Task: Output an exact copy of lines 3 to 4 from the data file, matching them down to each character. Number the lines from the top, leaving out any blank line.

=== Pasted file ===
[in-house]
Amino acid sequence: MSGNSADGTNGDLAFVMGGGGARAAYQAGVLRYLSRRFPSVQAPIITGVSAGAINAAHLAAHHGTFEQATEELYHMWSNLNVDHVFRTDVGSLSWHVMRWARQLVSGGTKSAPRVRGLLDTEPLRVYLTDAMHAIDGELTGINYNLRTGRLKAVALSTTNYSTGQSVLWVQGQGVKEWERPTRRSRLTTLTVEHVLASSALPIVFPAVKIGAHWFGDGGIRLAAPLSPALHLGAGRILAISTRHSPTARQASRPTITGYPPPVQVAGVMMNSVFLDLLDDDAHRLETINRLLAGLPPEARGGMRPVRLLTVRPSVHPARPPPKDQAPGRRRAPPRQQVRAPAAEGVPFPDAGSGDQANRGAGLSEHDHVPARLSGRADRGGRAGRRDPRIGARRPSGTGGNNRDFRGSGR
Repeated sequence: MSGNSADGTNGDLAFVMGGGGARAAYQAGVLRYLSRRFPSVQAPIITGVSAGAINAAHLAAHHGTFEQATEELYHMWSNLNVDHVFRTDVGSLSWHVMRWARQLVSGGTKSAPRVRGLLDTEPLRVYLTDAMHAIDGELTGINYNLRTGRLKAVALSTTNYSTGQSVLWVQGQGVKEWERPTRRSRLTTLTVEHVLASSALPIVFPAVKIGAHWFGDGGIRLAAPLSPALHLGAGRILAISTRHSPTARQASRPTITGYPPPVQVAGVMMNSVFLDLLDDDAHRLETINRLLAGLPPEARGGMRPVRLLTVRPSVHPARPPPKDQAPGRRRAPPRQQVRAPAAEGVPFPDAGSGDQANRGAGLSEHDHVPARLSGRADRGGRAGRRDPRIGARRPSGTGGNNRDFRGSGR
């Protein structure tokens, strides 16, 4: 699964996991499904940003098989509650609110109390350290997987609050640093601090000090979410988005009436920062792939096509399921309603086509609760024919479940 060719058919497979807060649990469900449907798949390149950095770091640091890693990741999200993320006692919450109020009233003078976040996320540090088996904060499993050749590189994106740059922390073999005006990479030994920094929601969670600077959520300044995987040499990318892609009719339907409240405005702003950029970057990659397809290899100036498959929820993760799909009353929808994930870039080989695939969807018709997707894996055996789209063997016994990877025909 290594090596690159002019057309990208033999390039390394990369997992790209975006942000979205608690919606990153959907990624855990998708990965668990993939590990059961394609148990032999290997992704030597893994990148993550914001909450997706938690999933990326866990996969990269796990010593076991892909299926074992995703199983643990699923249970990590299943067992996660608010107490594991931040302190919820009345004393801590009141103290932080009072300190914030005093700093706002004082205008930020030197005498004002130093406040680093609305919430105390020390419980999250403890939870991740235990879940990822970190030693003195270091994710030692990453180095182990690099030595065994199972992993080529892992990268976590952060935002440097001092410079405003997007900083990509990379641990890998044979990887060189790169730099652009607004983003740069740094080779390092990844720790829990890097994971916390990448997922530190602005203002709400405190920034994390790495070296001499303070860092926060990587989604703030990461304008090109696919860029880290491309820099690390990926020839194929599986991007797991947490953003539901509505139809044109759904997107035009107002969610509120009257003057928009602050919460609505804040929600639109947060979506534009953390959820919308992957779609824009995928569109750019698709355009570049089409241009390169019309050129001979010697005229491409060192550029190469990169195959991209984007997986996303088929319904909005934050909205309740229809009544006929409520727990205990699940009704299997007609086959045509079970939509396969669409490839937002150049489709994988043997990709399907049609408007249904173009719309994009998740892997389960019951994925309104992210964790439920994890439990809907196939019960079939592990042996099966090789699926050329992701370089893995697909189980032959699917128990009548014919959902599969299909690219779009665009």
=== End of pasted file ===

Repeated sequence: MSGNSADGTNGDLAFVMGGGGARAAYQAGVLRYLSRRFPSVQAPIITGVSAGAINAAHLAAHHGTFEQATEELYHMWSNLNVDHVFRTDVGSLSWHVMRWARQLVSGGTKSAPRVRGLLDTEPLRVYLTDAMHAIDGELTGINYNLRTGRLKAVALSTTNYSTGQSVLWVQGQGVKEWERPTRRSRLTTLTVEHVLASSALPIVFPAVKIGAHWFGDGGIRLAAPLSPALHLGAGRILAISTRHSPTARQASRPTITGYPPPVQVAGVMMNSVFLDLLDDDAHRLETINRLLAGLPPEARGGMRPVRLLTVRPSVHPARPPPKDQAPGRRRAPPRQQVRAPAAEGVPFPDAGSGDQANRGAGLSEHDHVPARLSGRADRGGRAGRRDPRIGARRPSGTGGNNRDFRGSGR
């Protein structure tokens, strides 16, 4: 699964996991499904940003098989509650609110109390350290997987609050640093601090000090979410988005009436920062792939096509399921309603086509609760024919479940 060719058919497979807060649990469900449907798949390149950095770091640091890693990741999200993320006692919450109020009233003078976040996320540090088996904060499993050749590189994106740059922390073999005006990479030994920094929601969670600077959520300044995987040499990318892609009719339907409240405005702003950029970057990659397809290899100036498959929820993760799909009353929808994930870039080989695939969807018709997707894996055996789209063997016994990877025909 290594090596690159002019057309990208033999390039390394990369997992790209975006942000979205608690919606990153959907990624855990998708990965668990993939590990059961394609148990032999290997992704030597893994990148993550914001909450997706938690999933990326866990996969990269796990010593076991892909299926074992995703199983643990699923249970990590299943067992996660608010107490594991931040302190919820009345004393801590009141103290932080009072300190914030005093700093706002004082205008930020030197005498004002130093406040680093609305919430105390020390419980999250403890939870991740235990879940990822970190030693003195270091994710030692990453180095182990690099030595065994199972992993080529892992990268976590952060935002440097001092410079405003997007900083990509990379641990890998044979990887060189790169730099652009607004983003740069740094080779390092990844720790829990890097994971916390990448997922530190602005203002709400405190920034994390790495070296001499303070860092926060990587989604703030990461304008090109696919860029880290491309820099690390990926020839194929599986991007797991947490953003539901509505139809044109759904997107035009107002969610509120009257003057928009602050919460609505804040929600639109947060979506534009953390959820919308992957779609824009995928569109750019698709355009570049089409241009390169019309050129001979010697005229491409060192550029190469990169195959991209984007997986996303088929319904909005934050909205309740229809009544006929409520727990205990699940009704299997007609086959045509079970939509396969669409490839937002150049489709994988043997990709399907049609408007249904173009719309994009998740892997389960019951994925309104992210964790439920994890439990809907196939019960079939592990042996099966090789699926050329992701370089893995697909189980032959699917128990009548014919959902599969299909690219779009665009």